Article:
Remaining faithful to its commitment, nearly $400 million in investments reopened its legendary Civic Auditorium, renovating the old police building to mixed-use housing, restoring City Hall, and the Central Library. In addition to maintaining its rich history, the city undid early mistakes and reopened the Garflied axis through a renovated Paseo Colorado shopping mall; and made architecturally compatible additions to the Plaza Las Fuentes, a hotel and office redevelopment project, and an expanded conference center flanking the auditorium. Designated a National Planning Landmark in 2012.
Los Angeles County 'Master Plan of Highways' and 'Freeways for the Region'
Los Angeles County's Master Plan of Highways in 1940 set the pattern for the area's arterial highways. It was part of an integrated package of county-wide highway transportation plans that also included a land-use plan. The 'Freeways for the Region' master plan, devised in 1943, provided for a network of suburban radial freeways. This system of freeways predated the national interstate system by more than a decade. Designated a National Planning Landmark in 1991.
The Napa County Agricultural Preserve
Northern California's Napa County was the first agricultural preserve to be created in the state of California and the nation. Today covering more than 30,000 acres, the preserve is located in a valley of unincorporated areas between Napa and Calistoga Counties. The preserve has grown to more than 30,000 since it was first protected. Designated a National Planning Landmark in 1995.
San Francisco Bay Conservation and Development Commission's Bay Plan
Established as a result of the 1965 McAteer-Petris Act to protect San Francisco Bay from unregulated filling, the San Francisco Conservation and Development Commission created the country’s first enforceable, multi-jurisdictional plan for a coastal area. The Commission's work, which preceded enactment of the federal Coastal Zone Management Act, represents one of the country's earliest, large-scale environmental planning victories. The plan was designated a National Planning Landmark in 1999.
The Petaluma Plan (1971-72)
Suburban development pushing north from San Francisco in the late 1960s prompted the agricultural community of Petaluma to formulate a new tool designed to limit growth and maintain its small-town qualities. Stressing quality over quantity, The Environmental Design Plan for Petaluma proved that a city can manage residential growth to achieve other community goals. The plan is successfully controlling the rate, timing and location of residential development. Designated a National Planning Landmark in 1997.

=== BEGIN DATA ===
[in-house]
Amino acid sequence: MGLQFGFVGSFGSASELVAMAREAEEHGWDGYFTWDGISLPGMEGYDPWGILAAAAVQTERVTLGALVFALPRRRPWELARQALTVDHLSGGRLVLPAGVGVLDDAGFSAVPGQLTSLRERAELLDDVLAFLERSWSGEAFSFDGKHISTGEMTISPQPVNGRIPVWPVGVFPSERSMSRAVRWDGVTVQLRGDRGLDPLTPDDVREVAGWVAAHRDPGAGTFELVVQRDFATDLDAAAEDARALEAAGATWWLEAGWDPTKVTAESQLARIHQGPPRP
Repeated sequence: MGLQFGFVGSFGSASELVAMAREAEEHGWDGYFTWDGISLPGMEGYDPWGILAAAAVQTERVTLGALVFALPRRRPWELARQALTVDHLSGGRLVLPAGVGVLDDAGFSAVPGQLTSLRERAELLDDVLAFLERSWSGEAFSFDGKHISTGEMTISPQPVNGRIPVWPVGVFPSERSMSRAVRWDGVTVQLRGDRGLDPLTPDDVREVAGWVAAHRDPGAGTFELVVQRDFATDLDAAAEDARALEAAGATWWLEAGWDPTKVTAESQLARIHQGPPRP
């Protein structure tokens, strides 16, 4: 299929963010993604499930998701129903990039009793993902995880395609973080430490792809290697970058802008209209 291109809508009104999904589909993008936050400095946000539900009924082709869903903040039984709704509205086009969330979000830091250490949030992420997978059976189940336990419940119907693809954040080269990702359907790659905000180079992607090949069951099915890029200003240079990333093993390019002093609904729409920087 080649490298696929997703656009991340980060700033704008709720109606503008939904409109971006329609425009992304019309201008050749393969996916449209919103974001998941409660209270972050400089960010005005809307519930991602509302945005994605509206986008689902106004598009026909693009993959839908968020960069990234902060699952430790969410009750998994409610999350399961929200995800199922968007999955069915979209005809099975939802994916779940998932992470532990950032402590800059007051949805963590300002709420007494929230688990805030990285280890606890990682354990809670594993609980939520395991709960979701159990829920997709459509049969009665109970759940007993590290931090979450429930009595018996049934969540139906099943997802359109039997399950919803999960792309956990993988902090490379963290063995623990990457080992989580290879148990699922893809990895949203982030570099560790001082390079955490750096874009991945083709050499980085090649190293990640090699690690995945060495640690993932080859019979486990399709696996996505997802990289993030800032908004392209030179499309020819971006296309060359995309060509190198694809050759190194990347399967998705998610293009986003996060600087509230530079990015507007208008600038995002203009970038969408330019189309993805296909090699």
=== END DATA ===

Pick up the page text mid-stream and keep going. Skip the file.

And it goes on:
The Denver Parks and Parkway System
Denver's park system is based on a 1906 plan by Charles Mulford Robinson and a 1907 map by George E. Kessler. This 'windmill plan', relying on the city's grid system and its water resources, was implemented over the next two decades. Denver's park and parkway system, one of the first twentieth century urban park plans, encompasses more than 4,000 acres of city parks and more than 30 miles of parkways. Designated a National Planning Landmark in 2003.
Speer Boulevard, Denver, Colorado
Speer Boulevard is a 5.4-mile parkway in the city of Denver, Colorado. This boulevard, designed by George Kessler, was built during the administration of Mayor Robert Speer, an influential promoter of City Beautiful ideas in Denver during the early 1900s. Speer Boulevard was designated a National Planning Landmark in 1990.
The Nine Square Plan of New Haven
When Minister John Davenport and merchant Theophilius Eaton founded New Haven as a new colony in 1638, they established the framework for the central-green, grid-street based village plan that went on to be used by hundreds of newly settled towns across New York, parts of New England, Ohio, and the western U.S. Designated a National Planning Landmark in 2001.
City of Euclid v. Ambler Realty Co., U.S. Supreme Court
Euclid, Ohio was a tiny farming community on the outskirts of Cleveland when the village board approved the village's first-ever zoning code in 1922. The Ambler Realty Company responded to the code with a lawsuit, the first zoning suit to be filed in federal court. On November 22, 1926, the U.S. Supreme Court ruled that the zoning ordinance was constitutional. The six-to-three decision in Village of Euclid v. Ambler Realty Co. legitimized zoning as a way of controlling land uses. Designated a National Planning Landmark in 1989.
Federal Planning Assistance '701' Program